OAKLAND (Jeff Shuttleworth/BCN) - A judge on Friday denied a bid by Ghost Ship warehouse master tenant Derick Almena's lawyers to have him released on his own recognizance as he fights the charges against him for his role in the fire that killed 36 people at the Oakland warehouse district last December.
But Alameda County Superior Court Judge Kevin Murphy did agree to reduce the bail for Almena, 47, who faces 36 counts of involuntary manslaughter in connection with the blaze at the warehouse at 1309 31st Ave. in Oakland's Fruitvale district on Dec. 2, from $1.08 million to $750,000.
That's the same amount that Murphy set last week for Ghost Ship warehouse creative director Max Harris, 27, who also faces 36 counts of involuntary manslaughter.
Attorneys for Almena and Harris, who appeared in court with Almena, said the two men aren't yet ready to enter pleas to the charges but will be prepared to do so at their next court appearance on Sept. 13. The attorneys said a preliminary hearing, which will determine if there's enough evidence against them to have them stand trial, also will be scheduled at that time.
effrey Krasnoff, one of three attorneys who represent Almena, said Almena should be released from custody or least have his bail reduced significantly because he has "a stable living situation to go back to" with his wife and their three children and he isn't a flight risk or a threat to the community.
Krasnoff admitted that several years ago Alameda County child protective services officials took the children from Almena and his wife, Micah Allison, because they were concerned about the children's safety.
But Krasnoff said Almena and his wife addressed all of the county officials' concerns and their children were returned to their care.
Krasnoff said Almena's actions "showed diligence in correcting the mistakes he had made in the past and to comply with the law."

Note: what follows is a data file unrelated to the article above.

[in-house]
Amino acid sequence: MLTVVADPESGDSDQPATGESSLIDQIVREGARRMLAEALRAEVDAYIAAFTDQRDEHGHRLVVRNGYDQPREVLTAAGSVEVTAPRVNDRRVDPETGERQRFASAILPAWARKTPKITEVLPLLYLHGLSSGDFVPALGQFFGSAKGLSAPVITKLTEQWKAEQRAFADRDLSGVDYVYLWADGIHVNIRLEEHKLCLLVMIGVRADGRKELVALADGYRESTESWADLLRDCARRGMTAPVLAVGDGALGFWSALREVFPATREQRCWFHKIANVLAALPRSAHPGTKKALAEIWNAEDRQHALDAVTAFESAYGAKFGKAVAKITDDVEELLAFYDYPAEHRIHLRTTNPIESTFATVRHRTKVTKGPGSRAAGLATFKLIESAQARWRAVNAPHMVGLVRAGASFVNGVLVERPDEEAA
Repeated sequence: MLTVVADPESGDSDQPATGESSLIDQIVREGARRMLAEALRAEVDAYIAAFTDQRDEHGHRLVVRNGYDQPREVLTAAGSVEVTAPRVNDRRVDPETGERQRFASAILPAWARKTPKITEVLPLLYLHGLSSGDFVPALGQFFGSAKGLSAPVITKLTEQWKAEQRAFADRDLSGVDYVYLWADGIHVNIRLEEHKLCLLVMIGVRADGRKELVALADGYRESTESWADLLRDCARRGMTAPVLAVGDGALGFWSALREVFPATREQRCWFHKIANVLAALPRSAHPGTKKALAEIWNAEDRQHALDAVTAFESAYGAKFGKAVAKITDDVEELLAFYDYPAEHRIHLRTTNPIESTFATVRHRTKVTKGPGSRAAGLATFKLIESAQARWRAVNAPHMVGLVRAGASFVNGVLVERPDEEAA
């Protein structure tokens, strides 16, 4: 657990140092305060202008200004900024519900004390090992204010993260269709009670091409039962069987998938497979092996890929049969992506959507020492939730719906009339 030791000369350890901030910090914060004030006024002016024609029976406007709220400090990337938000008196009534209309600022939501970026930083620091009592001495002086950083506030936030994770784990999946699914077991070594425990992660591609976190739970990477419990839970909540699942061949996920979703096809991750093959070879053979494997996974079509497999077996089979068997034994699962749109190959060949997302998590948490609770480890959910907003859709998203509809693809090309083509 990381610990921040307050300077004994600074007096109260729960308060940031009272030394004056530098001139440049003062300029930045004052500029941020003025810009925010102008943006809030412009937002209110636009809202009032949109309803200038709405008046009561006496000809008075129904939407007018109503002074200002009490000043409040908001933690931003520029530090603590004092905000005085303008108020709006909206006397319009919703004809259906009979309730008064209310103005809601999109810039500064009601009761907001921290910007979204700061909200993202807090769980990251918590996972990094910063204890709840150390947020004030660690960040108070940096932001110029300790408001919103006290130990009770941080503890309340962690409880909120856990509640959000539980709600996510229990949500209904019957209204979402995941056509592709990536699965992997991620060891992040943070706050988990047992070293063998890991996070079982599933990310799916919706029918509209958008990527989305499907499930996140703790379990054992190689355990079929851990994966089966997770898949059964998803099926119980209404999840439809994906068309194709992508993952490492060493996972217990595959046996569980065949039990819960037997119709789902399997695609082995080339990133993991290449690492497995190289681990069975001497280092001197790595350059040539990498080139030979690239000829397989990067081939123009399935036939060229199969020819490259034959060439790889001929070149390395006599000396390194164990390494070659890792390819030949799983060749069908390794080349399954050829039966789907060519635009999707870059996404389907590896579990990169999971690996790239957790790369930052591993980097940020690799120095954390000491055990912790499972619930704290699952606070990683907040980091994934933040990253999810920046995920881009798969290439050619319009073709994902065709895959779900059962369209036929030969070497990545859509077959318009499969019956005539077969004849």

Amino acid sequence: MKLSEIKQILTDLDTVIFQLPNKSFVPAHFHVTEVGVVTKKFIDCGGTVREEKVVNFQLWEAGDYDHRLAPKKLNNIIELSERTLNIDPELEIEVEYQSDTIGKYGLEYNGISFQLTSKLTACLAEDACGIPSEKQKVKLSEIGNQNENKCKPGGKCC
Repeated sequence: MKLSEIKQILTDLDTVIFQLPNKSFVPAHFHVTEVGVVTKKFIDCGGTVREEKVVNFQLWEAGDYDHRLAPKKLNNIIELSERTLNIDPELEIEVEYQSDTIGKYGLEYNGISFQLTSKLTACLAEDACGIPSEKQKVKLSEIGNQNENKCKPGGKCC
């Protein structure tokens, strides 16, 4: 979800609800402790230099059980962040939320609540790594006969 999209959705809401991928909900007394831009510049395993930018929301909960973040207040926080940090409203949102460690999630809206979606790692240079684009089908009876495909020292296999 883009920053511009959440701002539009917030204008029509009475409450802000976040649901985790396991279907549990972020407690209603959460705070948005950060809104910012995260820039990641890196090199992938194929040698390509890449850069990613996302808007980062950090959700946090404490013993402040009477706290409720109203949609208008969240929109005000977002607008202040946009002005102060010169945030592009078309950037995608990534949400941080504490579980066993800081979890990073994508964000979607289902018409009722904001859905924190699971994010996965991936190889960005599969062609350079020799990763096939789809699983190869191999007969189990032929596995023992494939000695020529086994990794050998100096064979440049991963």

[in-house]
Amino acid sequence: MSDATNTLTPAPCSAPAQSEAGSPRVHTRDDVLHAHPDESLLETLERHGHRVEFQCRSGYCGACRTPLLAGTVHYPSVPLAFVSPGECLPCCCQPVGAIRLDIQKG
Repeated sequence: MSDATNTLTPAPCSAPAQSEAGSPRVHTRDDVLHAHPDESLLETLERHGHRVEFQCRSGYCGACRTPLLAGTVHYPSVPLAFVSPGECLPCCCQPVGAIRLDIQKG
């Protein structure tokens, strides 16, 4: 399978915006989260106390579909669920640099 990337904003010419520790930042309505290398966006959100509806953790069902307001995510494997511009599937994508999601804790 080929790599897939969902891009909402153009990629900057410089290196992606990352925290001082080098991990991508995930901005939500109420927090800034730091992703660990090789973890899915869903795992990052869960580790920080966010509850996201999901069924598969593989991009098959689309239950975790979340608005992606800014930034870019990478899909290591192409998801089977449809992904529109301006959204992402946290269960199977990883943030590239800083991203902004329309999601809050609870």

Krasnoff said if Almena were released from custody he would be glad to comply with restrictions such as wearing a GPS monitor and not hosting any parties or musical events.
But prosecutor Autrey James said, "The reason we're here is that he (Almena) didn't follow restriction when he took over that building," referring to the warehouse, which allegedly was in violation of fire safety codes and other regulations.
James also said he's concerned about the safety of prosecution witnesses with whom Almena has clashed in the past, such as Nicholas Bouchard, who had been Almena's partner in managing the warehouse.
In addition, James said Almena "has not always been truthful with the government," referring to allegations that Almena misrepresented the conditions to Oakland officials who inspected the warehouse.
Murphy said he is setting Almena's bail at a high amount because he "has some concerns about him returning to court because he faces "a potentially very severe sentence" of more than 30 years in state prison if he's convicted.
After the hearing, Tony Serra, another attorney for Almena, said the $750,000 amount set by Murphy is "outrageous."
But Serra said Almena will still try to raise that amount even though he doesn't have much money by seeking help from his friends and supporters.
Alameda County District Attorney Nancy O'Malley filed the involuntary manslaughter charges against Almena and Harris in June, saying their actions were "reckless" and created a high risk of death for the people who attended a dance party at the Ghost Ship Warehouse.
Murphy said that if Almena raises enough money and is freed on bail he would have to wear a GPS monitor and couldn't apply for a passport.